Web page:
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International Molders and Foundry Workers Union of North America v. Susquehanna Casting Co.

UNITED STATES COURT OF APPEALS, THIRD CIRCUIT.


October 7, 1960

INTERNATIONAL MOLDERS AND FOUNDRY WORKERS UNION OF NORTH AMERICA, LOCAL 239, AFL-CIO, APPELLEE
v.
SUSQUEHANNA CASTING COMPANY, INC., APPELLANT.

Author: Goodrich

Before GOODRICH, McLAUGHLIN and STALEY, Circuit Judges.

GOODRICH, C.J.: This case concerns the obligation of an employer to arbitrate a difference with a union which arises out of the contract between them. The Union applied to the district court for an order to arbitrate and that order was granted together with an opinion filed by the district judge. - F. Supp. - (M.D. Pa. 1960).

The Union's grievance consists of the discharge of some thirty employees by the Company. Under Article IV of the contract the right to discharge for "proper cause" is vested in the Company. The Union's claim, which it wishes arbitrated, is that the discharge was not for proper cause. The Company says, however, that the no-strike provision which appears in Article V of the contract was violated and, therefore, the discharge was proper, that the Union broke the contract and no arbitration can be properly called for.

The arbitration provision is in Article V of the contract. It provides for the steps for arbitration of "disputes or grievances."

The fact that the Company alleges that there was a violation of the contract by the Union quite clearly does not relieve it from the responsibility of arbitrating the propriety of the discharges here in question. As pointed out by the Supreme Court in Steelworkers v. Warrior & Gulf Navigation Co ., 363 U.S. 574, 578-81 (1960), we must not confuse the scope of the labor-management contract with rules applicable to commercial contracts however well settled in that area.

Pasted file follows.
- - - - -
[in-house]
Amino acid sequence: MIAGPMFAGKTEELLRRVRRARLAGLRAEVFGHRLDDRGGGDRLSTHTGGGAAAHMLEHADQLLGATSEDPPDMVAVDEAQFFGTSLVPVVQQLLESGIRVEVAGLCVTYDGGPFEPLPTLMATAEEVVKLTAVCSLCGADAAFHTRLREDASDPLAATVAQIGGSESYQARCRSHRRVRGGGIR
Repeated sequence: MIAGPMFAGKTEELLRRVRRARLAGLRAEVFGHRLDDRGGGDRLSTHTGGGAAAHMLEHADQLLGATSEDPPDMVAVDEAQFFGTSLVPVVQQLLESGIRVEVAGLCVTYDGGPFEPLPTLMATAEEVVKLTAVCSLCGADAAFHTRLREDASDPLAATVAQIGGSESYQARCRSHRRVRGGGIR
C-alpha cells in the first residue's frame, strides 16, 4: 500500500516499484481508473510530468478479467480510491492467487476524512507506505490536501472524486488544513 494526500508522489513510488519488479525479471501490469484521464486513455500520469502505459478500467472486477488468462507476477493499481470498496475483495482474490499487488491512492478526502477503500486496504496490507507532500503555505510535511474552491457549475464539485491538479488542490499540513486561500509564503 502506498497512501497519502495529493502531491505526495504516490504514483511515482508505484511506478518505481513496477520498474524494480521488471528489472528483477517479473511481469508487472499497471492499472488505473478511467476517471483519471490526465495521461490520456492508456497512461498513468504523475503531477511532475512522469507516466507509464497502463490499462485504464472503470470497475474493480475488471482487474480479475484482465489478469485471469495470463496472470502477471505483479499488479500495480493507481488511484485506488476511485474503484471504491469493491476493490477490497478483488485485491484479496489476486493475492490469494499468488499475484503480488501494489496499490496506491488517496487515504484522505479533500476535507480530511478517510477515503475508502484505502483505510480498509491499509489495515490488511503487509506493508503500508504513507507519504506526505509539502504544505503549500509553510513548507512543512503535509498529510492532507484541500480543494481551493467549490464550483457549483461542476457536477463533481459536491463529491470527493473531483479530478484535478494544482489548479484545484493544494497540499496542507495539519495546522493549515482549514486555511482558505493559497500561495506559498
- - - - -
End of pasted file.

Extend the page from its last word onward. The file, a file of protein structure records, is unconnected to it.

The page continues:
There certainly was a grievance in this instance, namely, the discharge of thirty men claimed by the Union not to be a proper one. It is admitted by the Union that on one day some men did leave their work for at least a portion of a day. Whether that leaving was justified by the circumstances is a question for the arbitrator. If it was not justified, there is a further question of whether the drastic remedy of discharge of these men was a proper one under the terms of the contract. In other words, this case is one precisely suited to the arbitration process under the agreement that the parties have made. It is similar although not quite the same as the problem presented in our decision in Association of Westinghouse Salaried Employees v. Westinghouse Electric Corp ., filed this day. The cases cited in connection with that case are equally applicable here.*fn1 And each of our cases is within the teachings of the Supreme Court's decision in Steelworkers v. American Mfg. Co ., decided June, 1960, and reported in 363 U.S. at page 564.

The judgment of the district court will be affirmed.


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